Mobile commerce and wireless computing systems

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ADDISON WESLEY Publishing Company Incorporated, 2004 - Business & Economics - 532 pages
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As content delivery over wireless devices becomes faster and more secure, it is thought that mobile commerce (m-commerce) will overtake tethered e-commerce as the medium of choice for digital commerce transactions. As well as the obvious effect on financial services (mobile banking), telecommunications, and retail and information services (such as video delivery of sports results) it is also likely to have a profound effect on the way a wide variety of businesses arrange for people to meet and interact.
This book explores the theory and practice of both the technical and business domains of m-commerce, particularly wireless networking and mobile commerce applications, as well as discussing the 'what, why and how' of m-commerce. The book starts by covering the theoretical underpinning of the subject, before going on to put the theory into practice, covering the technologies, approaches, applications and design issues.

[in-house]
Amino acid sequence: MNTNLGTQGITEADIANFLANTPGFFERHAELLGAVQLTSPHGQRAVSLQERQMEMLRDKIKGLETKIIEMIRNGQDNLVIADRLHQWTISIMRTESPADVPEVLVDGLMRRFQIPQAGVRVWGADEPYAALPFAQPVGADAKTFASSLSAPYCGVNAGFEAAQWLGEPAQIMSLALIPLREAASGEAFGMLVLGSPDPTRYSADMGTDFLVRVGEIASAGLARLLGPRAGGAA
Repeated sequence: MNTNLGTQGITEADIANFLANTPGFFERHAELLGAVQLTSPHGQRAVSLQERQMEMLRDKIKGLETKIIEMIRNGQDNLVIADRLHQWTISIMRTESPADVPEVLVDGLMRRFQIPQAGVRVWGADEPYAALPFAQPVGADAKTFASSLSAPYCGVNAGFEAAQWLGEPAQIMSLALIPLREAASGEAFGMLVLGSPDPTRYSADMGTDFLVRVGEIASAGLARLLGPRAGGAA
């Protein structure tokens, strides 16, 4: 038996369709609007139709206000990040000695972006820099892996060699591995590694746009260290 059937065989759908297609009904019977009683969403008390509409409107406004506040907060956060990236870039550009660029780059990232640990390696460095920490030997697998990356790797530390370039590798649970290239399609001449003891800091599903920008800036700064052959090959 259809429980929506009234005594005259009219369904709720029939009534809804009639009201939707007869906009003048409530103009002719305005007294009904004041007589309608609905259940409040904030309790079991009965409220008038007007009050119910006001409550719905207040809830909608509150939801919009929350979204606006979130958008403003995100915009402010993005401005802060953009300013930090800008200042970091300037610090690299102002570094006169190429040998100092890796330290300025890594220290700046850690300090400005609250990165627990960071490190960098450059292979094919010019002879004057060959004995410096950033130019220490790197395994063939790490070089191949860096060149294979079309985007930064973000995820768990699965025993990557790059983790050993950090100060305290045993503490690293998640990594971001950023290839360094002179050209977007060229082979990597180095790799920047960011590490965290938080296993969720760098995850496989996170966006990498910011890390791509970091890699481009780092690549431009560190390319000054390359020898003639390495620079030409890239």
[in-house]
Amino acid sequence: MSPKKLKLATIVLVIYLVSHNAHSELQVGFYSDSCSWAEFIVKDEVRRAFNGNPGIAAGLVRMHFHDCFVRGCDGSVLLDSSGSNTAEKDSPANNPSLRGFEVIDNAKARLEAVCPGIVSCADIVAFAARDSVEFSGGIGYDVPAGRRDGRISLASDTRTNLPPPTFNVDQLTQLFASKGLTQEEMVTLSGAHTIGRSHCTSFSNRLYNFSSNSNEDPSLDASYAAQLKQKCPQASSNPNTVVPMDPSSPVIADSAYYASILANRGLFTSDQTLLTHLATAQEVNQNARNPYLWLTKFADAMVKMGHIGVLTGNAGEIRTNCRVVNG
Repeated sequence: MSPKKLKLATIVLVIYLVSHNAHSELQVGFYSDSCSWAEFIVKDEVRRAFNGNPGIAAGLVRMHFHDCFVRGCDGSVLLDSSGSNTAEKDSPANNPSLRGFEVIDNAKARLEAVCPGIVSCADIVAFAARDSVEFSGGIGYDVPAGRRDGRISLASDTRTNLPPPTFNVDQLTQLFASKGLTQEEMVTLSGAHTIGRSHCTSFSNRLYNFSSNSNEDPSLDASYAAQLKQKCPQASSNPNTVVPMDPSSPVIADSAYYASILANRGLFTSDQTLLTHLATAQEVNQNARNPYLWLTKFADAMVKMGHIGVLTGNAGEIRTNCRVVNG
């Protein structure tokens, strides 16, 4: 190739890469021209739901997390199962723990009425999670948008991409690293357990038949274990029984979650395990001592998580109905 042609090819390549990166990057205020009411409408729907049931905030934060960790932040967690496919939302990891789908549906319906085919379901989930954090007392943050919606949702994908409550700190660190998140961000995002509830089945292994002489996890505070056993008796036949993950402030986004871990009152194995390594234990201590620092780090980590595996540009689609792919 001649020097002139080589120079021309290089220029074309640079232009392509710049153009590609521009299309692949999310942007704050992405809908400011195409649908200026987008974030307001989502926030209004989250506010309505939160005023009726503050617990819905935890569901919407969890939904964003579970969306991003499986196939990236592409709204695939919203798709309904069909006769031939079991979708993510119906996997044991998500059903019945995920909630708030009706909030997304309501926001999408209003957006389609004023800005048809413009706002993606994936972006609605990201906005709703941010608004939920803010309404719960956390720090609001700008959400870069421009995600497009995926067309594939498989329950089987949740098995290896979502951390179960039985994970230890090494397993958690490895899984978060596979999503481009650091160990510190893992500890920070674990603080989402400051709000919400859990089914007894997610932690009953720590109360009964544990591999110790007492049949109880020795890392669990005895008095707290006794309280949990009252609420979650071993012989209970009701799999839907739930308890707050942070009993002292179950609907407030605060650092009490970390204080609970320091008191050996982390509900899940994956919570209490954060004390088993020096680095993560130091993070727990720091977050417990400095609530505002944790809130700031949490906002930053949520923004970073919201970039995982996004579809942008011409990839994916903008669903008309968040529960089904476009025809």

Features
Explains the fundamentals of mobile commerce and wireless systems design and implementation.

Applications oriented, showing how good systems design leads to efficient and effective m-commerce systems.

Balances enthusiasm for the technological capabilities with wider social and political implications through discussion of security and ethical issues.

Tutorial approach, with exercises, student activities, short case studies and technical reports to enhance learning.

This book is intended for anyone wishing to find out more about the theory and practice of commercially exploiting these exciting and ground-breaking new technologies.


About the authors
Geoffrey Elliott is Head of Division for Information Systems at London South Bank University. Nigel Phillips worked in the computer industry for 10 years before joining London South Bank University, consulting on the application of complexity theory

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Contents

definitions
1
Commercial communications and networks
49
context and usage
101
Copyright

10 other sections not shown

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About the author (2004)

Geoffrey Elliott is Head of Division for Information Systems at London South Bank University. Nigel Phillips worked in the computer industry for 10 years before joining London South Bank University, consulting on the application of complexity theory

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